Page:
Putting the “Rat” in Ratification: Tennessee’s role in the 19th amendment

In 1878 Senator Aaron A. Sargent introduced into Congress a resolution proposing a constitutional amendment granting women the right to vote. On June 4, 1919,  after 40 years—and much effort and debate—Congress passed, by a two-thirds vote of both houses, that proposed amendment. It was then up to the states to ratify it.  Many states … Continue reading Putting the “Rat” in Ratification: Tennessee’s role in the 19th amendment

Suffrage and suffering at the 1913 March

Today's blog post comes from Jessie Kratz, archives specialist in the Center for Legislative Archives. If you are participating in the 100th anniversary of the parade on Sunday, stop by the National Archives to see the document that finally gave women the right to vote. The 19th Amendment is on display from March 1 to … Continue reading Suffrage and suffering at the 1913 March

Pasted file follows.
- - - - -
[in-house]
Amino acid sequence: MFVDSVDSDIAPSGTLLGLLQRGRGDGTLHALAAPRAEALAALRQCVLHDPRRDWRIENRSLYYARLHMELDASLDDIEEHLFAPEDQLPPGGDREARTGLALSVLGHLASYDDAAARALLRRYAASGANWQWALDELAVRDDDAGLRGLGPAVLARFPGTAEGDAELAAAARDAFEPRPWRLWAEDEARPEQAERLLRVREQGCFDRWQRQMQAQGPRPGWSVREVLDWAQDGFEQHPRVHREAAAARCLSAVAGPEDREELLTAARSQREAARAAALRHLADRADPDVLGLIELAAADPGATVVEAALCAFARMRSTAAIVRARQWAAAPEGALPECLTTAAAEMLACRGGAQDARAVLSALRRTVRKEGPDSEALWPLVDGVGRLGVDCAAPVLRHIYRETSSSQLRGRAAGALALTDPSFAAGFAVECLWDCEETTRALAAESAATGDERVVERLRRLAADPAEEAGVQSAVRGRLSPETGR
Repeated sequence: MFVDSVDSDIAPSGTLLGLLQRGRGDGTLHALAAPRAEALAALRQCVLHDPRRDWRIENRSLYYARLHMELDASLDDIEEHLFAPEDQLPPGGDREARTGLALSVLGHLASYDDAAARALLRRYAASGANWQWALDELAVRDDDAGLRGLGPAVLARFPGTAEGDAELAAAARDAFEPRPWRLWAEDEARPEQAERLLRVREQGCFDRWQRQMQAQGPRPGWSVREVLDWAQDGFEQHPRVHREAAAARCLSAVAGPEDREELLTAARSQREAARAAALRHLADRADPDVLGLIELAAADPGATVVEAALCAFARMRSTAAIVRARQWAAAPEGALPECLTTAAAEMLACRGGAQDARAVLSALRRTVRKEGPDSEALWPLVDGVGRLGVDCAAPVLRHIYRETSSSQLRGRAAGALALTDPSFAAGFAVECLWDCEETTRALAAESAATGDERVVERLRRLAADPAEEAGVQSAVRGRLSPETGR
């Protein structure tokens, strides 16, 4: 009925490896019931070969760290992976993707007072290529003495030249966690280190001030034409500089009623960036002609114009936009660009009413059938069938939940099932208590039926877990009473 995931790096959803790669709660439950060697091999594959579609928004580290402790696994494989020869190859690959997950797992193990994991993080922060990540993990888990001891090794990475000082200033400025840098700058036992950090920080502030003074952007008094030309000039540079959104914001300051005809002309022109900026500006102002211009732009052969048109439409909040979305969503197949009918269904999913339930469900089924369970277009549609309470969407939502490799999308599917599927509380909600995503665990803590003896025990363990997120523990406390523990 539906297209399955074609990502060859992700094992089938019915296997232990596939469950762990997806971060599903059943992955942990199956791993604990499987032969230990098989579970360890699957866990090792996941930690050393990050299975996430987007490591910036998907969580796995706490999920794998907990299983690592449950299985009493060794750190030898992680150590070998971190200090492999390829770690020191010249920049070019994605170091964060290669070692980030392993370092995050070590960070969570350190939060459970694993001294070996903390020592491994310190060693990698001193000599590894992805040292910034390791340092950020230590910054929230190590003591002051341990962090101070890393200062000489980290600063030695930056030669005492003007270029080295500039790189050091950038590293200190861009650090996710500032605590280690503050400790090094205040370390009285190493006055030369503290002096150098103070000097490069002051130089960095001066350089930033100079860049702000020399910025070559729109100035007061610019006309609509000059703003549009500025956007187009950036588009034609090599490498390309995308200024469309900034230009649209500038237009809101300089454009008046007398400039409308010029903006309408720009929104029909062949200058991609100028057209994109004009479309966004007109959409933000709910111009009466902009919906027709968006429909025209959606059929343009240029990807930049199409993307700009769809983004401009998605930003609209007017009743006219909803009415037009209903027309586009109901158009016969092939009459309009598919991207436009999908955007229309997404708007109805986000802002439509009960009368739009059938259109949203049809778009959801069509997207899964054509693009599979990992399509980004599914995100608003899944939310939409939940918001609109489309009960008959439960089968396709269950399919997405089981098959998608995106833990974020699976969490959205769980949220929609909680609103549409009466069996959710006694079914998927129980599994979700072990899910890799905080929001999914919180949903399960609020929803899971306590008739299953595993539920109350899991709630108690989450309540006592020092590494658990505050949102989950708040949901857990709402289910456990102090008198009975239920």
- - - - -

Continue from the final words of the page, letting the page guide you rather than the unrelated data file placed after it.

Women can’t vote, but they can run for Congress

Today's post comes from National Archives Office of Strategy and Communications staff writer Rob Crotty. While the Constitution does not say who is eligible to vote, it does say who is eligible to run for Congress. No Person shall be a Representative who shall not have attained to the age of twenty-five Years, and been … Continue reading Women can’t vote, but they can run for Congress